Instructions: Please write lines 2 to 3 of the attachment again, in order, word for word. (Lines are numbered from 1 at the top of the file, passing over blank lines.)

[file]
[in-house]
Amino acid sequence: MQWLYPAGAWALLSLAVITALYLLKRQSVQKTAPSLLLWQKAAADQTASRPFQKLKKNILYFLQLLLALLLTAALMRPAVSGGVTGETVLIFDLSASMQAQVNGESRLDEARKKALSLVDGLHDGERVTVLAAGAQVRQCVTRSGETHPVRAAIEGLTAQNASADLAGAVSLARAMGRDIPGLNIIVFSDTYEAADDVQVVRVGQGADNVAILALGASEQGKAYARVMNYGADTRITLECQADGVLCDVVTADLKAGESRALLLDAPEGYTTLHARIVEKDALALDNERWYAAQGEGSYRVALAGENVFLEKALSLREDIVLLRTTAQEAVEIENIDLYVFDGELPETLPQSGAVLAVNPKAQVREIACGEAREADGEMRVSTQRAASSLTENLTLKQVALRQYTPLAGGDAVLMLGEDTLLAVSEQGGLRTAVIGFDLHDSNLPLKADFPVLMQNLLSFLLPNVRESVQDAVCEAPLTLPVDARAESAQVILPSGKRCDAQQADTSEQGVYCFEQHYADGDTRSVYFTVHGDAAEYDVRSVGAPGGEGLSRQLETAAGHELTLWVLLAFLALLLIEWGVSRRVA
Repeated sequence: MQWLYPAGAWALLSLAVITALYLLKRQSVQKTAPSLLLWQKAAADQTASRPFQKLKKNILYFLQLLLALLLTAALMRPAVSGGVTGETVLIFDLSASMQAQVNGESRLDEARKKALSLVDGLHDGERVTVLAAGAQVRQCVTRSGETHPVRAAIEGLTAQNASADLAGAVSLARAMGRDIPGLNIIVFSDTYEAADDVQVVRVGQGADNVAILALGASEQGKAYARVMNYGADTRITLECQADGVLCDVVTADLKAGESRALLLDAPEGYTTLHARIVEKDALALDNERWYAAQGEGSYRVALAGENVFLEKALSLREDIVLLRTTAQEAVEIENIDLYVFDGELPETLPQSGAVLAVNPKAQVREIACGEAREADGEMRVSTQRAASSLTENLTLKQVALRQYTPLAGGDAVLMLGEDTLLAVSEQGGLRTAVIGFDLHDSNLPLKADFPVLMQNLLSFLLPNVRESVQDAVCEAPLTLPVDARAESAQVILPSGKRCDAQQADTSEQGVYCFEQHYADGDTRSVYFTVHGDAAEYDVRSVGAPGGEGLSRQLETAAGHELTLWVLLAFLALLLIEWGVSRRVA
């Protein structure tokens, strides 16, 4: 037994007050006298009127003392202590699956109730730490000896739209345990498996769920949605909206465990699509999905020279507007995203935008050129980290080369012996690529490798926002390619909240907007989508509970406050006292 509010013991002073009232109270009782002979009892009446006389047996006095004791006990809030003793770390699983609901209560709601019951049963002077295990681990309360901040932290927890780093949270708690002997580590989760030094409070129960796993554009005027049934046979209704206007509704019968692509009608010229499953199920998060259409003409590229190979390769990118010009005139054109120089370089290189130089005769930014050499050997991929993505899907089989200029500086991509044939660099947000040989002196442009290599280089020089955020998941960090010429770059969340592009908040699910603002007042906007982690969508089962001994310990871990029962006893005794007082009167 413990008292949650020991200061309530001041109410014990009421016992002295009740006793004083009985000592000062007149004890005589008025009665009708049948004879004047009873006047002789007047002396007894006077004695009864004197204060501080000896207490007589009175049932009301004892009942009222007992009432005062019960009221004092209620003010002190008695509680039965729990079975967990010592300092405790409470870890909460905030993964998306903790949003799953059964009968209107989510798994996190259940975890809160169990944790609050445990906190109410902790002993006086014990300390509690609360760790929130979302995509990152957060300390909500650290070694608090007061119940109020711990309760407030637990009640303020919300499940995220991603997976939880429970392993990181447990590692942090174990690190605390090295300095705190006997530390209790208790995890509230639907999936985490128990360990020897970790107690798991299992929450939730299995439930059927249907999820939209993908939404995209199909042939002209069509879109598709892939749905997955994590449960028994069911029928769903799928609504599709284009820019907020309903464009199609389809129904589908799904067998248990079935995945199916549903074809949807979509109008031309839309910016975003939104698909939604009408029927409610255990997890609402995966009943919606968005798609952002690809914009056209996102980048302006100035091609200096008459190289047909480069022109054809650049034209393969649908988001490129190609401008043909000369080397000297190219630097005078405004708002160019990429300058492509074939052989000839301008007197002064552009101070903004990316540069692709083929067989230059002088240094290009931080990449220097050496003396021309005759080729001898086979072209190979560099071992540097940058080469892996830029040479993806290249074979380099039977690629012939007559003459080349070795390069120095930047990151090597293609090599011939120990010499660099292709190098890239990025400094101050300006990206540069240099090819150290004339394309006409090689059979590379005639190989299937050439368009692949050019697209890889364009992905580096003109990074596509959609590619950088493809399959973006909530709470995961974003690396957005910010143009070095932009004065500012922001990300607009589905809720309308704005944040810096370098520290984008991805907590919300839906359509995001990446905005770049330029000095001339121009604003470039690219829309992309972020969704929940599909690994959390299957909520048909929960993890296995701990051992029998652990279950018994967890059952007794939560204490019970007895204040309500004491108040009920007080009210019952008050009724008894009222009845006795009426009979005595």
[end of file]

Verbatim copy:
Amino acid sequence: MQWLYPAGAWALLSLAVITALYLLKRQSVQKTAPSLLLWQKAAADQTASRPFQKLKKNILYFLQLLLALLLTAALMRPAVSGGVTGETVLIFDLSASMQAQVNGESRLDEARKKALSLVDGLHDGERVTVLAAGAQVRQCVTRSGETHPVRAAIEGLTAQNASADLAGAVSLARAMGRDIPGLNIIVFSDTYEAADDVQVVRVGQGADNVAILALGASEQGKAYARVMNYGADTRITLECQADGVLCDVVTADLKAGESRALLLDAPEGYTTLHARIVEKDALALDNERWYAAQGEGSYRVALAGENVFLEKALSLREDIVLLRTTAQEAVEIENIDLYVFDGELPETLPQSGAVLAVNPKAQVREIACGEAREADGEMRVSTQRAASSLTENLTLKQVALRQYTPLAGGDAVLMLGEDTLLAVSEQGGLRTAVIGFDLHDSNLPLKADFPVLMQNLLSFLLPNVRESVQDAVCEAPLTLPVDARAESAQVILPSGKRCDAQQADTSEQGVYCFEQHYADGDTRSVYFTVHGDAAEYDVRSVGAPGGEGLSRQLETAAGHELTLWVLLAFLALLLIEWGVSRRVA
Repeated sequence: MQWLYPAGAWALLSLAVITALYLLKRQSVQKTAPSLLLWQKAAADQTASRPFQKLKKNILYFLQLLLALLLTAALMRPAVSGGVTGETVLIFDLSASMQAQVNGESRLDEARKKALSLVDGLHDGERVTVLAAGAQVRQCVTRSGETHPVRAAIEGLTAQNASADLAGAVSLARAMGRDIPGLNIIVFSDTYEAADDVQVVRVGQGADNVAILALGASEQGKAYARVMNYGADTRITLECQADGVLCDVVTADLKAGESRALLLDAPEGYTTLHARIVEKDALALDNERWYAAQGEGSYRVALAGENVFLEKALSLREDIVLLRTTAQEAVEIENIDLYVFDGELPETLPQSGAVLAVNPKAQVREIACGEAREADGEMRVSTQRAASSLTENLTLKQVALRQYTPLAGGDAVLMLGEDTLLAVSEQGGLRTAVIGFDLHDSNLPLKADFPVLMQNLLSFLLPNVRESVQDAVCEAPLTLPVDARAESAQVILPSGKRCDAQQADTSEQGVYCFEQHYADGDTRSVYFTVHGDAAEYDVRSVGAPGGEGLSRQLETAAGHELTLWVLLAFLALLLIEWGVSRRVA